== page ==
newts

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newts

Postby Michal Szkudlarek » Wed Jul 12, 2017 10:22 am

Hello
Why are crested newts less common than lissotritons? Are crested newts more demanding regarding habitat? In what sense? You can often find habitats where only lissotriton occurs, no crested newts but the opposite is =rare i think.
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Re: newts

Postby Alexandre Roux » Wed Jul 12, 2017 6:50 pm

Michal Szkudlarek wrote:Hello
Why are crested newts less common than lissotritons? Are crested newts more demanding regarding habitat? In what sense? You can often find habitats where only lissotriton occurs, no crested newts but the opposite is =rare i think.


Here in France (near Lyon), Crested newt (Triturus cristatus) need pretty deep ponds (60 cm as a minimum), generally needs ponds from 50 to 500m² with absolutely NO fish but a lot of aquatic vegetation.
The ponds covered by two-thirds hydrophytes and between a quarter and half of helophytes are particularly adapted. Especially if they have a few open banks, suitable for wedding parades.
It usually occupies stagnant waters oligotrophic or oligo-mesotrophic, rich in salts minerals and plankton.
A pH close to neutrality is preferred even if the newts can withstand PH of 4.4 to 9.5.
You'll only find it near forest where it finds its terrestrial habitat.
Triturus carnifex (introduced around here) seems to be less demanding on all of these parameters.

Still speaking of what we have near Lyon, Lissotriton species can live with fishes if the pond is vegalised enough for them to hide and lay eggs. They can use every kind of pond (every size, even if they're not deep at all). They're also not so exacting about how much vegetation there are. I've seen some laying eggs on plastic bags.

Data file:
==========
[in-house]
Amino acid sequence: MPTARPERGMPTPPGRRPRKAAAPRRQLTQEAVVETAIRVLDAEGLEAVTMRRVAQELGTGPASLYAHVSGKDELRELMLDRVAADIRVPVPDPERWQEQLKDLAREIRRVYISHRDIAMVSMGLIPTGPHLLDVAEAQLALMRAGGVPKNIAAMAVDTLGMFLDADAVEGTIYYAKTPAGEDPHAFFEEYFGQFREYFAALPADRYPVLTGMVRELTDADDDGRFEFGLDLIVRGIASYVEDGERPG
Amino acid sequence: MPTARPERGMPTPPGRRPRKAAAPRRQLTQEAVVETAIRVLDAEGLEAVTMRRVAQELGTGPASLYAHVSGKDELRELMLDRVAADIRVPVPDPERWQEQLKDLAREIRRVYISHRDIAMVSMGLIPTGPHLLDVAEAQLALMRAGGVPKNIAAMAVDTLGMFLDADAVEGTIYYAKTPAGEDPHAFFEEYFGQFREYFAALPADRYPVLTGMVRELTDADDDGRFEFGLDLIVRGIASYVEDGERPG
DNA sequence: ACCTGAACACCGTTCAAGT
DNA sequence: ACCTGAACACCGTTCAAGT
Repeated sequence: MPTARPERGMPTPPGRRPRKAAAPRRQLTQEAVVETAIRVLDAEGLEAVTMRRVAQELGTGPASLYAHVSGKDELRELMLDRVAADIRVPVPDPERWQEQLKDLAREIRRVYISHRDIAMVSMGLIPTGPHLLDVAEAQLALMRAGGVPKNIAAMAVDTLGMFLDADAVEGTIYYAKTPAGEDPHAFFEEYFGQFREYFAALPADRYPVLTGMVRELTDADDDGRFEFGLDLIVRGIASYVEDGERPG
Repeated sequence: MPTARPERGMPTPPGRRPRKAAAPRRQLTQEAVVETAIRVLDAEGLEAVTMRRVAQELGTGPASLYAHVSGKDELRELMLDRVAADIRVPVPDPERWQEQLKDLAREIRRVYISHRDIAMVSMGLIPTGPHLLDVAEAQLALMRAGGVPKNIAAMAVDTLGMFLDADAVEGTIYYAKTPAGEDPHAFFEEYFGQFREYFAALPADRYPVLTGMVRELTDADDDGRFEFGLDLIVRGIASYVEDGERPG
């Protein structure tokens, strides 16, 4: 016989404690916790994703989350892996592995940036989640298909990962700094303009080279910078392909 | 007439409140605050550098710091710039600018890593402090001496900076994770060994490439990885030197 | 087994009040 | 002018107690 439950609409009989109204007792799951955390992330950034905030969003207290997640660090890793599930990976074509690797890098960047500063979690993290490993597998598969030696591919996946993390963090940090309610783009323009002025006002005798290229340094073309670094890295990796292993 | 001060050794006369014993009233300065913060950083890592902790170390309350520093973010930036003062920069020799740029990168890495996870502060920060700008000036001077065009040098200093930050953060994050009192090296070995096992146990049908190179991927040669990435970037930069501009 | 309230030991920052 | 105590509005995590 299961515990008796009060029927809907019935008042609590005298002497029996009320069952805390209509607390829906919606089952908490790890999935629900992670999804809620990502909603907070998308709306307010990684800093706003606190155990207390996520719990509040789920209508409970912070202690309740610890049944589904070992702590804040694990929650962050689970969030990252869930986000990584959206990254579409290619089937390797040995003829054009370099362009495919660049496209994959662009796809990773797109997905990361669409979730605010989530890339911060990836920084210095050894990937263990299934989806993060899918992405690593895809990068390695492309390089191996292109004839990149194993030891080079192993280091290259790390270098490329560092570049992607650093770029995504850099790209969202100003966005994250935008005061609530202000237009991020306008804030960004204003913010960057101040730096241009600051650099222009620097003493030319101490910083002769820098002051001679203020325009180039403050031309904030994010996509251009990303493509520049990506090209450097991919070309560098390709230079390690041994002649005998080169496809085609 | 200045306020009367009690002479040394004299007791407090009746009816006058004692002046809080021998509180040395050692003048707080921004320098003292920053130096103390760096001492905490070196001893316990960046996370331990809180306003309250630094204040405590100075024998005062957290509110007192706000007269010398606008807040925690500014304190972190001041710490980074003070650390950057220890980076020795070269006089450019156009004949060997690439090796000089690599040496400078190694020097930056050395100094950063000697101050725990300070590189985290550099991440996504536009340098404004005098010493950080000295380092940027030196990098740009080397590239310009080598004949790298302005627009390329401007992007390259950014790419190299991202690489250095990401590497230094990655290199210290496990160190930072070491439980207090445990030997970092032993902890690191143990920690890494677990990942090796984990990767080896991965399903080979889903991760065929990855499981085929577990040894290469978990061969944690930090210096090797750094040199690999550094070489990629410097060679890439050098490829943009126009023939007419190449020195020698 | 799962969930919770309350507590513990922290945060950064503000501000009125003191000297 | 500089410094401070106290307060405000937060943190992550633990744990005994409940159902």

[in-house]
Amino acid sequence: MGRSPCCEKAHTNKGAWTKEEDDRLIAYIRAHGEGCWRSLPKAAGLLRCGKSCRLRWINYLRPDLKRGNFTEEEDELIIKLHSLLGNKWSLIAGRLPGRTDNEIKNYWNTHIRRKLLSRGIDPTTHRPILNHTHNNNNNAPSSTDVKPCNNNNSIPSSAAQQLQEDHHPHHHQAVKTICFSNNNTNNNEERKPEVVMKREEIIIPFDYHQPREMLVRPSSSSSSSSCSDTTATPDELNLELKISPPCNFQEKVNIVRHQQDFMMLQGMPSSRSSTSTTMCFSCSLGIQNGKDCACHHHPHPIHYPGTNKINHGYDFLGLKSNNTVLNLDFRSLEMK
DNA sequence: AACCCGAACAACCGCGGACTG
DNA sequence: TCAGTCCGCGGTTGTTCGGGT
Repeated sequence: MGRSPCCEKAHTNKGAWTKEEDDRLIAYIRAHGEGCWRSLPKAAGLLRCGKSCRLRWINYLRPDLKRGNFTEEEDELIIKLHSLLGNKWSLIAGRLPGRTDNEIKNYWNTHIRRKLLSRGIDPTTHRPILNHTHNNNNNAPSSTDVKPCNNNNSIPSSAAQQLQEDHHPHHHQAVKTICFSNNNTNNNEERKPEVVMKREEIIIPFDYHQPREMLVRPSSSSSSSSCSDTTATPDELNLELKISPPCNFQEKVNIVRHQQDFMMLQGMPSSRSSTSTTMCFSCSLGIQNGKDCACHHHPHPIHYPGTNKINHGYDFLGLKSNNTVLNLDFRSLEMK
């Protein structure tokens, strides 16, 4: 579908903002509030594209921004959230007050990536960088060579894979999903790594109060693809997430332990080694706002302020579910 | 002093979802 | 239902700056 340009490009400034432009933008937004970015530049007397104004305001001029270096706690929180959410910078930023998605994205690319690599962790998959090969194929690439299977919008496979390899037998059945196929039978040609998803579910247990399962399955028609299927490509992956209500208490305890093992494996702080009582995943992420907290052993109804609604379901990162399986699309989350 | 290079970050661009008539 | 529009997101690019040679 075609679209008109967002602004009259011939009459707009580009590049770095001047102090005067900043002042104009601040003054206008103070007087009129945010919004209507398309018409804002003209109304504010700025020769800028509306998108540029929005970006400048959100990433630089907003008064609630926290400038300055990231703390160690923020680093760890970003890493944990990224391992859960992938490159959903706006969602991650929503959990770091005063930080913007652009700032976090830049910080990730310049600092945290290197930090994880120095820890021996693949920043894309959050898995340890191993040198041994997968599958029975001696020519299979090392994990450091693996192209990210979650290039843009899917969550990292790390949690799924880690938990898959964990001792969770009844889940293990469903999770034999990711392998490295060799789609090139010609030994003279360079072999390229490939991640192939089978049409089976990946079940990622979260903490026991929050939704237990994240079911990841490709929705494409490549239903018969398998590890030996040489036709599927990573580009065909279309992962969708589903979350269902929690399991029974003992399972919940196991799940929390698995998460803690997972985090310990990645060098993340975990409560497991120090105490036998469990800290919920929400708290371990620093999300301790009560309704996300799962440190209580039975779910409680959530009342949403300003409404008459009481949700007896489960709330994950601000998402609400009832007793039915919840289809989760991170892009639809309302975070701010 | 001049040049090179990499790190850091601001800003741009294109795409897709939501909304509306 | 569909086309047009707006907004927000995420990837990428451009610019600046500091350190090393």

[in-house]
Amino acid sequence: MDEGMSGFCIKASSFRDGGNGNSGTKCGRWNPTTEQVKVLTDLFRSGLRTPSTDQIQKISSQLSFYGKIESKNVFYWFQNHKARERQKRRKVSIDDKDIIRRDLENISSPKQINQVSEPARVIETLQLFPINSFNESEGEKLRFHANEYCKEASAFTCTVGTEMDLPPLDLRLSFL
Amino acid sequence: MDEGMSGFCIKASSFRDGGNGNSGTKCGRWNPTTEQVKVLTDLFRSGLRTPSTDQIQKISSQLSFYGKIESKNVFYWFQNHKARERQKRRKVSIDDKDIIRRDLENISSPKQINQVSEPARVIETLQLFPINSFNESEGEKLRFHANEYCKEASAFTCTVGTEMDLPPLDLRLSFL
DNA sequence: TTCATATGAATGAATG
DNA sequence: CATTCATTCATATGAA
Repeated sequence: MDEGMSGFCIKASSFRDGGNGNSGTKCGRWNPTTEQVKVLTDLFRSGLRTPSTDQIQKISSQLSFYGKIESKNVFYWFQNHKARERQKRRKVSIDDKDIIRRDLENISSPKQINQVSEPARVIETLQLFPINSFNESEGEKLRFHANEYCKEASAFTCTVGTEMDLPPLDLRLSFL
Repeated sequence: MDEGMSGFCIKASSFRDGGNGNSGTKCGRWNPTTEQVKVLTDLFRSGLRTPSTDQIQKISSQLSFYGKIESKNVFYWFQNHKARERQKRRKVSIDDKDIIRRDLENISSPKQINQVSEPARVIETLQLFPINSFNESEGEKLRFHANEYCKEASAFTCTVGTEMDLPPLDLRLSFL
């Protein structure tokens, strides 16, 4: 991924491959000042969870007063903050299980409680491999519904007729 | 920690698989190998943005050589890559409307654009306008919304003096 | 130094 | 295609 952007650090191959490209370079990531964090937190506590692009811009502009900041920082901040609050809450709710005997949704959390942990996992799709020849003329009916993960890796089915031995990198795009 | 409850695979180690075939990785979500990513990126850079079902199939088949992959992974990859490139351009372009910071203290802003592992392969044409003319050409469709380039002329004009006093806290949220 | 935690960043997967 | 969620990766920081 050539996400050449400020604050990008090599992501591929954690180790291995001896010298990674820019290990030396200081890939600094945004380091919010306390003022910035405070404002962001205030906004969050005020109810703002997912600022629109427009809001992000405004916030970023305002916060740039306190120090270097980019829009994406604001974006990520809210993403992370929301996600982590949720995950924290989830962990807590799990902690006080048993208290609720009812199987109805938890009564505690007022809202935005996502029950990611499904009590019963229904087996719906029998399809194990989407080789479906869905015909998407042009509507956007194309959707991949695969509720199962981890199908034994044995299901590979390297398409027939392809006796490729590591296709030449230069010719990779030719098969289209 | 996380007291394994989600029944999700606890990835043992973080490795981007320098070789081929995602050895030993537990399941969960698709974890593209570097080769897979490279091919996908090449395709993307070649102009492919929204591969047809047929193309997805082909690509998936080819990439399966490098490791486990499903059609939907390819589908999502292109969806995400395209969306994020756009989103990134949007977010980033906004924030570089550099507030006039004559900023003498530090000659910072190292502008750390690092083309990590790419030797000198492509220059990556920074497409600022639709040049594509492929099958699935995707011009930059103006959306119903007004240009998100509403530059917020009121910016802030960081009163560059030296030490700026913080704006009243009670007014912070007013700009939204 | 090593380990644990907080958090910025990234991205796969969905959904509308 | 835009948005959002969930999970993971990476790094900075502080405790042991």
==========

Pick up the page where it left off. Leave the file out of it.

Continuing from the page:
Considering the differences between these species, with such different requirements, you can easily understand why Triturus are not as common as Lissotriton.
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Re: newts

Postby Michal Szkudlarek » Wed Jul 12, 2017 8:16 pm

Alexandre Roux wrote:
Michal Szkudlarek wrote:Hello
Why are crested newts less common than lissotritons? Are crested newts more demanding regarding habitat? In what sense? You can often find habitats where only lissotriton occurs, no crested newts but the opposite is =rare i think.


Here in France (near Lyon), Crested newt (Triturus cristatus) need pretty deep ponds (60 cm as a minimum), generally needs ponds from 50 to 500m² with absolutely NO fish but a lot of aquatic vegetation.
The ponds covered by two-thirds hydrophytes and between a quarter and half of helophytes are particularly adapted. Especially if they have a few open banks, suitable for wedding parades.
It usually occupies stagnant waters oligotrophic or oligo-mesotrophic, rich in salts minerals and plankton.
A pH close to neutrality is preferred even if the newts can withstand PH of 4.4 to 9.5.
You'll only find it near forest where it finds its terrestrial habitat.
Triturus carnifex (introduced around here) seems to be less demanding on all of these parameters.